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Optalert Drowsiness Mini-Series: Part Five



In the last episode, we discussed how an objective drowsiness measure is implemented in the field. We also briefly touched on techniques called countermeasures that can temporarily alleviate drowsiness. In this episode, we first talk about the way drowsiness systems are built today and their pitfalls. We then define countermeasures and discuss how they can be used to extend safe drive time.

What are countermeasures? Countermeasures, also known as interventions (Euro NCAP) are actions that can be undertaken by a person or programmed into a car’s Advanced Driver-Assistance Systems (ADAS) to prevent further harm to the driver and other road users. Countermeasures are ranked based on their intensity. Early stages can relieve a person’s drowsiness levels by providing audio/visual indicators that a person is drowsy, whereas end stages are intended for unresponsive drivers where an automated safety manoeuvre (also known as the Minimal Risk Manoeuvre or MRM) is executed to ensure the safety of all road users.

With modern advancements in Advanced Driver-Assistance Systems (ADAS), cars can now be programmed to provide a multitude of countermeasures to a driver when necessary. However, in their present forms, many drowsiness detection systems, regulations and assessment programs classify drowsiness as a simply defined yes or no rather than a state of continuum. As and when the Driver Monitoring System (DMS) indicates that a driver is drowsy, the car would have to produce all countermeasures. This could have adverse effects:

  1. If a driver experiencing early-stage drowsiness is served with all available countermeasures, it would annoy the driver, leading them to shut these safety systems off.
  2. If a car only produces warnings when a driver is already experiencing late-stage drowsiness, microsleeps or sleeps, the driver might be too far down the path for the warnings to be effective.

These increasingly complex ADAS systems need an effective strategy for delivering warnings and countermeasures to drivers, and drowsiness levels can form the basis for when these measures should occur. Implementing countermeasures that are proportional in severity will not only ensure drive comfort and quality without compromising on safety, but can also be used to extend safe driving duration, as seen in our commercial fleet example. However, countermeasures work best if a person’s drowsiness level can be objectively and accurately quantified on a graduated scale, providing the resolution necessary to differentiate between early-stage drowsiness, late-stage drowsiness and everything in between. Pairing different levels of drowsiness with their appropriate countermeasures provides us with a system that can prolong safe driving time, ensuring that we arrive at our destination safely.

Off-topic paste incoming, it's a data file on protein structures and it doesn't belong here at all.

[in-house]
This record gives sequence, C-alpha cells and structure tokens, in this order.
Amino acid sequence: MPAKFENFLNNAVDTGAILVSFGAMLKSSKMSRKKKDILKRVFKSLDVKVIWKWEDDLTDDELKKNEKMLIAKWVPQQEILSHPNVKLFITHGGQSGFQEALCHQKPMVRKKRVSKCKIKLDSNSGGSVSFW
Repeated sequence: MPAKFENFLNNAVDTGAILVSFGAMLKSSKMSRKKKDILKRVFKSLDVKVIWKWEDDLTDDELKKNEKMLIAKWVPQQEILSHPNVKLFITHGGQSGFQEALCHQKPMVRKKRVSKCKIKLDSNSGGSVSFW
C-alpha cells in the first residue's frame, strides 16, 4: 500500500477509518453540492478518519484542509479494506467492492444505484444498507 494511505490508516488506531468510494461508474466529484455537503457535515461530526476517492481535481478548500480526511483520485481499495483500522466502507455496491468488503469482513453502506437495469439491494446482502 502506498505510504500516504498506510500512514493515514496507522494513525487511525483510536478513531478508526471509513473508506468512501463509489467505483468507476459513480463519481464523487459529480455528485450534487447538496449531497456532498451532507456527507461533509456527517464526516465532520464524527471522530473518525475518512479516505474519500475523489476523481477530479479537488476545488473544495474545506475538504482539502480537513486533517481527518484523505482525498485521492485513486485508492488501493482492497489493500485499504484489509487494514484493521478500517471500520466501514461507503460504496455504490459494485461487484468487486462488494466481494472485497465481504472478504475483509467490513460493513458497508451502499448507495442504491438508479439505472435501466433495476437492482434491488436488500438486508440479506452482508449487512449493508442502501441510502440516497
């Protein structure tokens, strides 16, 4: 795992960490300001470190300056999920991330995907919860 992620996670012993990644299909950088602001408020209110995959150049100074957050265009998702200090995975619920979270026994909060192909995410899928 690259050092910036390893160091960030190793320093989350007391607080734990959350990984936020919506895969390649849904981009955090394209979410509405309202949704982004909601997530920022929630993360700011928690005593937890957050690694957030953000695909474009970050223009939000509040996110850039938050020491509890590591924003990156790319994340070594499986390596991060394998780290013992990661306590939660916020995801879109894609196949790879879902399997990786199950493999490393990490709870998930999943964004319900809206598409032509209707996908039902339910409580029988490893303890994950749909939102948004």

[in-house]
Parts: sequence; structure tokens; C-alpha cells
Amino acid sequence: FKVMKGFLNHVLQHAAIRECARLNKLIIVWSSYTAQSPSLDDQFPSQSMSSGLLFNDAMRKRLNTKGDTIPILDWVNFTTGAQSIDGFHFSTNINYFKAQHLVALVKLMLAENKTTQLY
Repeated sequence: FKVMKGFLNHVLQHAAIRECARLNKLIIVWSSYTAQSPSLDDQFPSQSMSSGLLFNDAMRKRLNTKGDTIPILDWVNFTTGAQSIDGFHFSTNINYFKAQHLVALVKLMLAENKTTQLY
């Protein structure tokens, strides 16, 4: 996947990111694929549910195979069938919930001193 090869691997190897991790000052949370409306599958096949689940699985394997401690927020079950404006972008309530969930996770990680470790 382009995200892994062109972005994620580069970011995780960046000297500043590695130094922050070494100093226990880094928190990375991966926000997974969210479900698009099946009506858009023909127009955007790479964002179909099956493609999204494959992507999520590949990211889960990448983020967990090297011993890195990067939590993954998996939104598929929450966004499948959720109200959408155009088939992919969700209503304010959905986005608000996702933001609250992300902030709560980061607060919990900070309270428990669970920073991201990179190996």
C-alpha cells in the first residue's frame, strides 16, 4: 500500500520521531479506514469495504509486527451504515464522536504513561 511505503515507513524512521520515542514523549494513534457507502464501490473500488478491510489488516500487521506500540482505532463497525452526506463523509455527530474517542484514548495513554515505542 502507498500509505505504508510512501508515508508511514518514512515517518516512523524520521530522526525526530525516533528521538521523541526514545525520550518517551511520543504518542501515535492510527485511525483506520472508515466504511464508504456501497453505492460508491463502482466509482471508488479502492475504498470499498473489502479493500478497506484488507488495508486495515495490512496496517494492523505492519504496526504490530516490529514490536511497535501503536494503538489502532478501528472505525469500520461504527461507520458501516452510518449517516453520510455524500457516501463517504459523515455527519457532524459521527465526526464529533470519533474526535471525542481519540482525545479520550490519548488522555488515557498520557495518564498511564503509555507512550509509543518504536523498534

Once a driver’s drowsiness level is quantified, a multi-level countermeasure approach to remedy their drowsiness is as below:

  1. Awake: No special countermeasure required from the system. All ADAS warning systems are set to the lowest level of sensitivity, giving the driver liberty to drive in comfort and at ease.
  2. Early drowsiness onset: Preservation phase – to allow the driver to focus on the main driving tasks, the system “makes driving easy” by enabling automatic cruise control, lane maintenance, and reducing distractions through warning systems.
  3. Early-stage drowsiness: Driver stimulation phase – the system aims to stimulate the driver to counter further drowsiness by enhancing feedback about lane keeping accuracy, applying acoustic and haptic feedback about lane departure, and amplifying kinesthetics feedback of the adaptive cruise control (stronger acceleration/deceleration).
  4. Drowsiness: Modification of driving conditions – the system aims to introduce sensory stimulation to the driver by modifying the ambient conditions: introducing fresh air (ventilation or opening window slightly), increasing radio/entertainment system volume, and reducing cabin temperature.
  5. Late-stage drowsiness: High stimulation phase – the system aims to increase driver engagement, “making driving difficult” to further engage the driver in the driving activities by disabling automatic cruise control, increase steering torque (resistance), reducing spring suspension, amplifying motor sound, and even introducing controlled disturbances.
  6. Falling asleep: Protection phase – the system tries to compensate for the driver’s potential impairment by advising the driver to stop and removing limitations placed on all warnings.